The New Jersey wind project is one of two named in an ongoing patent battle between GE Renewable Energy and Siemens Gamesa because it is contracted to use GE’s disputed Haliade-X wind turbine.
In an earnings call with analysts on October 31, PSEG said that it is deciding whether to exit Ocean Wind 1. PSEG currently owns 25% of the project while the developer Ørsted owns 75%.
In September, a judge at the US District Court in Boston imposed a permanent injunction on US imports, sales or installations of the flagship Haliade-X after a jury found that it infringed a Siemens Gamesa patent. GE is appealing the permanent injunction.
A ‘carve-out’ from the permanent injunction is expected for Ocean Wind 1 as well as Vineyard Wind 1, a project off Massachusetts. The projects would be allowed to use the disputed Haliade-X, but a royalty would have to be paid.
Siemens Gamesa is proposing a $90,000/installed MW royalty for Ocean Wind 1 while GE is seeking a third of that, in line with the royalty already imposed for Vineyard 1. The judge has yet to rule.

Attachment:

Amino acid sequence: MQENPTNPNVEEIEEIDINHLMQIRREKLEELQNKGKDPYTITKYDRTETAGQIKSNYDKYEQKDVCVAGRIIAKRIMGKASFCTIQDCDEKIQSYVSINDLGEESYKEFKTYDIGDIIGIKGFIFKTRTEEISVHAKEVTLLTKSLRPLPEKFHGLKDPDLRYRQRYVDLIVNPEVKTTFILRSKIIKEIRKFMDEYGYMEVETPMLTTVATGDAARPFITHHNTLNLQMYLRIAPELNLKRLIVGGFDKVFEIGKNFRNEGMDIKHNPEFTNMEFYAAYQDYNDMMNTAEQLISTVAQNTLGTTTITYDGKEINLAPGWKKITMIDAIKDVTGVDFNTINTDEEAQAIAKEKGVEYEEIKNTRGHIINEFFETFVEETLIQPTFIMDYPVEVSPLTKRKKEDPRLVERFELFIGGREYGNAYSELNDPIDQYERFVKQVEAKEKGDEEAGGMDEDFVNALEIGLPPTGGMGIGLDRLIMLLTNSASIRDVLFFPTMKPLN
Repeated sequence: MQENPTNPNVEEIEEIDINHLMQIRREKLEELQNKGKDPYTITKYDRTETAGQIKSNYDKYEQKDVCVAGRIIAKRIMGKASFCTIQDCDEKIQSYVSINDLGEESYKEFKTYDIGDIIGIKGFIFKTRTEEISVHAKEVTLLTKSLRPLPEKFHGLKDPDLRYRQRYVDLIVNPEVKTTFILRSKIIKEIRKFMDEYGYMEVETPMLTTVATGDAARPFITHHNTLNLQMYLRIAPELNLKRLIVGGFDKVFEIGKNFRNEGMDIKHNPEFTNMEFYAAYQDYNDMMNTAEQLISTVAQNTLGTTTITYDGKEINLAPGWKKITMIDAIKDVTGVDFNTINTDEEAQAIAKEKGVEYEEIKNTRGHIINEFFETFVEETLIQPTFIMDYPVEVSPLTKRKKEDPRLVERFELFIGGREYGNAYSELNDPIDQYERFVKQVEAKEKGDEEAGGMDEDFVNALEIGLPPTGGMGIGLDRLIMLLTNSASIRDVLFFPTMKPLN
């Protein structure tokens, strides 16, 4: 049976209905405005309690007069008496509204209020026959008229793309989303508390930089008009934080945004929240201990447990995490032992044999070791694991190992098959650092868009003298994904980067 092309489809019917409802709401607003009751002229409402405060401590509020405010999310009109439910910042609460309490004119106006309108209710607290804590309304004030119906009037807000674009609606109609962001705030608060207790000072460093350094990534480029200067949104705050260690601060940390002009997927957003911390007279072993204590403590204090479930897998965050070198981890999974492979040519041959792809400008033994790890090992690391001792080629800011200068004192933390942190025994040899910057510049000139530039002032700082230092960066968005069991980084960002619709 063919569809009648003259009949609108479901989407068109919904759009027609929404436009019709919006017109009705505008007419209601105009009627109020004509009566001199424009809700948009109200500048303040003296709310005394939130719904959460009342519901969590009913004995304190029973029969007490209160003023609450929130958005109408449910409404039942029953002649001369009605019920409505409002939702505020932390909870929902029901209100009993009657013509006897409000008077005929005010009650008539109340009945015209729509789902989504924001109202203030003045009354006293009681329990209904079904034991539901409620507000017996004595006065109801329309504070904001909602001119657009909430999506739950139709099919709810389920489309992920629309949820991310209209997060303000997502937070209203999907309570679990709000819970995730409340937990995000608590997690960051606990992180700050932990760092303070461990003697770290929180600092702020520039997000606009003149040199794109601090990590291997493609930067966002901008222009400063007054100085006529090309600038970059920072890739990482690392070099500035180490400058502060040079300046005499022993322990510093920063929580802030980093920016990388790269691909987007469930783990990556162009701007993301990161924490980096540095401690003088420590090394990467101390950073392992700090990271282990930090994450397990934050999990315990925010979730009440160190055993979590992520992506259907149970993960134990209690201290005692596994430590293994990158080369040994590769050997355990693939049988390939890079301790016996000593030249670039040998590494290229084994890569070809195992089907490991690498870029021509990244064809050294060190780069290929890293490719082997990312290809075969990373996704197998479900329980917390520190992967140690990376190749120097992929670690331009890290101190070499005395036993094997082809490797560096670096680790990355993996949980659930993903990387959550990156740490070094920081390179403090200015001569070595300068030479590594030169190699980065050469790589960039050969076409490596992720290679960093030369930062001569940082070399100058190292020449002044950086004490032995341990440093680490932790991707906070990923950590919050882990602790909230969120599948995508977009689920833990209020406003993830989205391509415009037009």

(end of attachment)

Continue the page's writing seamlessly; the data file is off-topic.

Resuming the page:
In an earnings statement released on October 31, Ralph LaRossa, chief executive of PSEG said: “Regarding the Ocean Wind 1 project in New Jersey, PSEG's continuation as an equity owner is subject to its final investment decision, which represents the decision to proceed to the construction phase of the project. We are reviewing our options regarding the status of PSEG's 25% equity investment in the project.”
PSEG declined to comment on whether the patent dispute would be a factor if it decided to sell its stake in the project.
An Ørsted spokesperson told Windpower Monthly: "We’re aware of PSEG’s decision and will remain in close coordination with them as they advance their thinking as it relates to their equity investment.”
The spokesperson added: "The US District Court of Massachusetts has ruled that Ocean Wind 1, due to its progressed status, is exempt from the dispute between Siemens Gamesa and GE. We are pleased with the ruling, as it allows us to take an important step forward in advancing Ocean Wind 1 on schedule.”